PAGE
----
And then they splashed fuel all over the large wooden structure, built to resemble what was called “The Wicker Dog.” Everyone was told to stand back. I watched them light something small on fire – a stick, an arrow?
Oh wait, I should probably provide some context. It was late May, maybe early June, of 2015. I’d only been in Iqaluit, Nunavut for a few weeks and this was my first real night out. I lived in a tiny townhouse in the centre of Iqaluit. I had two roommates, both having just arrived to Nunavut as well. We three girls were the newest employees to a tourism company based in Iqaluit.
There were five employees, plus the owner, though he was often travelling and attending to the guides in other parts of the arctic. I was the youngest; their ages ranged from 28 to 40-something, and I had just turned 20. We worked hard. We were preparing for the summer season and there was a lot to do. We didn’t really take days off, so my social life consisted of the occasional drink after a long day of work or making dinner with my co-workers.
Also it was cold. Very cold. Maybe it was -10 C in May, but man the wind made it frigid. It was cold enough that a few weeks in I was able to go to Yurt Fest, an all night party on the sea ice covering the ocean water of Frobisher Bay. We took snow mobiles from the mainland out to the middle of the bay where a large yurt stood. It had Christmas lights and there was a DJ playing music to a yurt-full of people dancing.
But again, I’m getting ahead of myself. It was cold and my entire life was centred on a job I wasn’t enjoying. This made the first few weeks in Nunavut incredibly lonely. Everyone always says how brave we are when we go to an unknown place without anyone we know, though none of us really acknowledge why it’s so brave. It gets really lonely not having anyone who knows you. Only 14 more weeks ’til home. Great attitude, I know.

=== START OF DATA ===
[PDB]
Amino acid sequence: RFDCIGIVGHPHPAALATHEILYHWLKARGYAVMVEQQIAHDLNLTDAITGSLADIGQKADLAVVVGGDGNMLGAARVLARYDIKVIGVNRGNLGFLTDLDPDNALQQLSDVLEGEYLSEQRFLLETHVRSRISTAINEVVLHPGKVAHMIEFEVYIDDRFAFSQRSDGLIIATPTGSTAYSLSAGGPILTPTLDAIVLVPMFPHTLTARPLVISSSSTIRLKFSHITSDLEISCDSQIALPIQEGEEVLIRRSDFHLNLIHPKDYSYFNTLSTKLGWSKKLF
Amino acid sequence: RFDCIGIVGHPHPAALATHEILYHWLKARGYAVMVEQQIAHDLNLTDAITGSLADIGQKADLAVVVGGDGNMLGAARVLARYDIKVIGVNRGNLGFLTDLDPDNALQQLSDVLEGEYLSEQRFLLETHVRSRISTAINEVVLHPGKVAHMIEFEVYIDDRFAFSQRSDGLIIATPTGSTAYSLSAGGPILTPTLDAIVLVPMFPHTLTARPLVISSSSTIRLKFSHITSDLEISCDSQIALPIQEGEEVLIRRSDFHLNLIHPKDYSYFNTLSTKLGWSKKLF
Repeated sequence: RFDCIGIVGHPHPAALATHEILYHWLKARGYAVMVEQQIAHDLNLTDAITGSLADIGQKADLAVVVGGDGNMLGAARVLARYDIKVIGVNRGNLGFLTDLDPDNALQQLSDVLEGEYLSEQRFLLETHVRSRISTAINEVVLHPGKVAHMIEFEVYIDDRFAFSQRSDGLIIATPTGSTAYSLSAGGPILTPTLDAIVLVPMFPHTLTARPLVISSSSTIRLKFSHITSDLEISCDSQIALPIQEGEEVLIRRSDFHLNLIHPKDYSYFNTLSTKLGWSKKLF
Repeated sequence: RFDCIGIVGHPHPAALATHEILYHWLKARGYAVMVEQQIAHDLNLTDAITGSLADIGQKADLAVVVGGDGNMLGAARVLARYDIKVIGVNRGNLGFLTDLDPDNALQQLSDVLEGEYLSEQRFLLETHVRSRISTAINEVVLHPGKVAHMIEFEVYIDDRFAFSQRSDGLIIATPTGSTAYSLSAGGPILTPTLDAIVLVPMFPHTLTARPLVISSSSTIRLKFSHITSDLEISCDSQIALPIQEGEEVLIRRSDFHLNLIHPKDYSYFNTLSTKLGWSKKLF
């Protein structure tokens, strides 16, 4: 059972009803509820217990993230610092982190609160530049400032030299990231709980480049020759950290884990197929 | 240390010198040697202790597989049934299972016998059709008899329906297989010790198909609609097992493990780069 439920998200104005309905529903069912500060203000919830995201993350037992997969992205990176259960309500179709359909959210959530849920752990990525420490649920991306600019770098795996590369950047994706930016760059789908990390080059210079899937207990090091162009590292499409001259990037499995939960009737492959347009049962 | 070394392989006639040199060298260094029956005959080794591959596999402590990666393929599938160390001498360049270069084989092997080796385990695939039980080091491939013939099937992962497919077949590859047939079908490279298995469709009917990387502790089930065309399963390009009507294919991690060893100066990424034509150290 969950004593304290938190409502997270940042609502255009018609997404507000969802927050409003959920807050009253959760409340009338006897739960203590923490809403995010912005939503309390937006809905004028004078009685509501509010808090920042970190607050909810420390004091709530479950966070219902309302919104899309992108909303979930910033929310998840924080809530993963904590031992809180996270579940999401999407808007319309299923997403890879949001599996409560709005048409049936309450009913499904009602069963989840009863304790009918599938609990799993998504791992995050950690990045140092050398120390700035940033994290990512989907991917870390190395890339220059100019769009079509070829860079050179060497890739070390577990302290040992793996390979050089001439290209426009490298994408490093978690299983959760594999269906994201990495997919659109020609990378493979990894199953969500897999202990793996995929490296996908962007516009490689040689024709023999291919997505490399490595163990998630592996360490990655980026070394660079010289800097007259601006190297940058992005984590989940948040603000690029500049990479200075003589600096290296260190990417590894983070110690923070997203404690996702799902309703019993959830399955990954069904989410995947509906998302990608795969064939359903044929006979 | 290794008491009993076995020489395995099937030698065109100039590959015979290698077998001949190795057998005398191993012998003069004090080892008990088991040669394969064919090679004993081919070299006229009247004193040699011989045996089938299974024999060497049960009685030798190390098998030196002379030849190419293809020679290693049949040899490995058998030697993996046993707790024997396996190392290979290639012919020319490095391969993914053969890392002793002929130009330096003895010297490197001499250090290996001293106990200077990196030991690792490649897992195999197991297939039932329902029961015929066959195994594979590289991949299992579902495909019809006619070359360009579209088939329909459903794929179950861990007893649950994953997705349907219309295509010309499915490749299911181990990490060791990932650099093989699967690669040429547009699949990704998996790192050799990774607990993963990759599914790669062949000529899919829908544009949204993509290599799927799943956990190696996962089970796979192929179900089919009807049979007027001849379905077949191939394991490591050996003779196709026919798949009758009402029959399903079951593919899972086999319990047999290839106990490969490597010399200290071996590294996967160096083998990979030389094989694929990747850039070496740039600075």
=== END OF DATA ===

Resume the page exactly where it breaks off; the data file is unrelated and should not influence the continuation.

Another guide came through Iqaluit on his way further up North, and he invited the new staff to this party. “Bring some drinks and a lot of warm clothing – it’s going to get cold” was essentially all he said. So that’s what I did. I had some gin and tonic water, and wore a thick coat, wool socks and Arctic boots (spoiler alert: I was still freezing). We drove out to the Causeway and hopped on snowmobiles.
I don’t think many people would describe me as being shy, but I was not doing a good job of mingling with the young adults of Iqaluit. Later on though, I started talking to someone. Maybe I should rename this article to “How a G&T and good looking guy gave me a social life.” I learned that he and his friends there had gone to a school very close to mine. He introduced me to them and their other friends living in the Arctic, and we all got along well.
This wasn’t the kind of city-bar interaction where you meet people and never contact them again. I heard from them the next day and from then on we were camping, hiking, getting drinks after work, and just spending time together in general. I ended up becoming very good friends with some of them. Though I still felt the loneliness when I saw photos of my friends together back home or received a letter from a friend, these times where few and far between. It’s amazing how a completely new place, even one north of the 60th parallel without trees or total darkness, can feel like home with the right people.
With bows in the sky and arrows pulled back, Inuit community members shot flaming arrows at The Wicker Dog which lit into a blaze of flames. It burned throughout the night, keeping everyone warm through Yurt Fest. And so began the story of my Arctic experience.